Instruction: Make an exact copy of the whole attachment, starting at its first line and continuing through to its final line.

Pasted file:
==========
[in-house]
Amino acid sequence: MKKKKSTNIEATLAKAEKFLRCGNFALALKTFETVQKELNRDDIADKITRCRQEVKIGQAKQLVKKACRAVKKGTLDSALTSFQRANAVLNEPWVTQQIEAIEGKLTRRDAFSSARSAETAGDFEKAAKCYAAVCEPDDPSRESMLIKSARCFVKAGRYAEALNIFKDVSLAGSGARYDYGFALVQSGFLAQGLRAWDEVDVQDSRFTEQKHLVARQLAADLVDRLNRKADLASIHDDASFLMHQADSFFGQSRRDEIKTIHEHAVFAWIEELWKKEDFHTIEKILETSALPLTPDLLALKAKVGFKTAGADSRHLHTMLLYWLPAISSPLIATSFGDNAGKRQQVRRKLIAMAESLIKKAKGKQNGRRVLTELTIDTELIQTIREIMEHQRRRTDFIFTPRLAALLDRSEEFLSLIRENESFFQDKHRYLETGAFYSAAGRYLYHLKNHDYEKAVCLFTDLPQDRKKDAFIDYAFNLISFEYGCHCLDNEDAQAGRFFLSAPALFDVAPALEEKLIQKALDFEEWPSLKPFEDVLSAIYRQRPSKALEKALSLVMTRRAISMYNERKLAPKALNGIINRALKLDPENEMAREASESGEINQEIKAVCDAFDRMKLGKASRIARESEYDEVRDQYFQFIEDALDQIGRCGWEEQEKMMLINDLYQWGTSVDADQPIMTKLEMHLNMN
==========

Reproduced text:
[in-house]
Amino acid sequence: MKKKKSTNIEATLAKAEKFLRCGNFALALKTFETVQKELNRDDIADKITRCRQEVKIGQAKQLVKKACRAVKKGTLDSALTSFQRANAVLNEPWVTQQIEAIEGKLTRRDAFSSARSAETAGDFEKAAKCYAAVCEPDDPSRESMLIKSARCFVKAGRYAEALNIFKDVSLAGSGARYDYGFALVQSGFLAQGLRAWDEVDVQDSRFTEQKHLVARQLAADLVDRLNRKADLASIHDDASFLMHQADSFFGQSRRDEIKTIHEHAVFAWIEELWKKEDFHTIEKILETSALPLTPDLLALKAKVGFKTAGADSRHLHTMLLYWLPAISSPLIATSFGDNAGKRQQVRRKLIAMAESLIKKAKGKQNGRRVLTELTIDTELIQTIREIMEHQRRRTDFIFTPRLAALLDRSEEFLSLIRENESFFQDKHRYLETGAFYSAAGRYLYHLKNHDYEKAVCLFTDLPQDRKKDAFIDYAFNLISFEYGCHCLDNEDAQAGRFFLSAPALFDVAPALEEKLIQKALDFEEWPSLKPFEDVLSAIYRQRPSKALEKALSLVMTRRAISMYNERKLAPKALNGIINRALKLDPENEMAREASESGEINQEIKAVCDAFDRMKLGKASRIARESEYDEVRDQYFQFIEDALDQIGRCGWEEQEKMMLINDLYQWGTSVDADQPIMTKLEMHLNMN